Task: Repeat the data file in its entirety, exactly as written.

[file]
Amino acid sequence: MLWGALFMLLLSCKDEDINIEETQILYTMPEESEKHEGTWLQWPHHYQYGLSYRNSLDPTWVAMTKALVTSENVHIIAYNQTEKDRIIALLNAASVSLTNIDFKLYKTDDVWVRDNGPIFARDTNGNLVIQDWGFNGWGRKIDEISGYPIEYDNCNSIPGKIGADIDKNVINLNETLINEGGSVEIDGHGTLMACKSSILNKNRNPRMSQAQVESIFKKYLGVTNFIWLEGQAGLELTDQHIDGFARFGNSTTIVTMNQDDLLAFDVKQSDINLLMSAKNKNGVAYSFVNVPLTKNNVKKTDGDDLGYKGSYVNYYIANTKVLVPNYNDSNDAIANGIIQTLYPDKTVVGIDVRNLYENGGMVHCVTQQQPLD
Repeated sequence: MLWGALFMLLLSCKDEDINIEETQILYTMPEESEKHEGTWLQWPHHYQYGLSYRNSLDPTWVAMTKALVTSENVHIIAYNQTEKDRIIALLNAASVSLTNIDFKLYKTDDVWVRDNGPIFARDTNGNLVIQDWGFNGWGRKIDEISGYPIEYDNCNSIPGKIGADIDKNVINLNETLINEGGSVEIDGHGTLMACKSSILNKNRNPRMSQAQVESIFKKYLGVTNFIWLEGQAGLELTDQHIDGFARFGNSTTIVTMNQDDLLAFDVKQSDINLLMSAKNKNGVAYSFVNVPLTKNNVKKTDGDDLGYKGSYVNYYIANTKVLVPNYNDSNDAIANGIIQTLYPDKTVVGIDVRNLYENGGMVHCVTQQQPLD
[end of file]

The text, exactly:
Amino acid sequence: MLWGALFMLLLSCKDEDINIEETQILYTMPEESEKHEGTWLQWPHHYQYGLSYRNSLDPTWVAMTKALVTSENVHIIAYNQTEKDRIIALLNAASVSLTNIDFKLYKTDDVWVRDNGPIFARDTNGNLVIQDWGFNGWGRKIDEISGYPIEYDNCNSIPGKIGADIDKNVINLNETLINEGGSVEIDGHGTLMACKSSILNKNRNPRMSQAQVESIFKKYLGVTNFIWLEGQAGLELTDQHIDGFARFGNSTTIVTMNQDDLLAFDVKQSDINLLMSAKNKNGVAYSFVNVPLTKNNVKKTDGDDLGYKGSYVNYYIANTKVLVPNYNDSNDAIANGIIQTLYPDKTVVGIDVRNLYENGGMVHCVTQQQPLD
Repeated sequence: MLWGALFMLLLSCKDEDINIEETQILYTMPEESEKHEGTWLQWPHHYQYGLSYRNSLDPTWVAMTKALVTSENVHIIAYNQTEKDRIIALLNAASVSLTNIDFKLYKTDDVWVRDNGPIFARDTNGNLVIQDWGFNGWGRKIDEISGYPIEYDNCNSIPGKIGADIDKNVINLNETLINEGGSVEIDGHGTLMACKSSILNKNRNPRMSQAQVESIFKKYLGVTNFIWLEGQAGLELTDQHIDGFARFGNSTTIVTMNQDDLLAFDVKQSDINLLMSAKNKNGVAYSFVNVPLTKNNVKKTDGDDLGYKGSYVNYYIANTKVLVPNYNDSNDAIANGIIQTLYPDKTVVGIDVRNLYENGGMVHCVTQQQPLD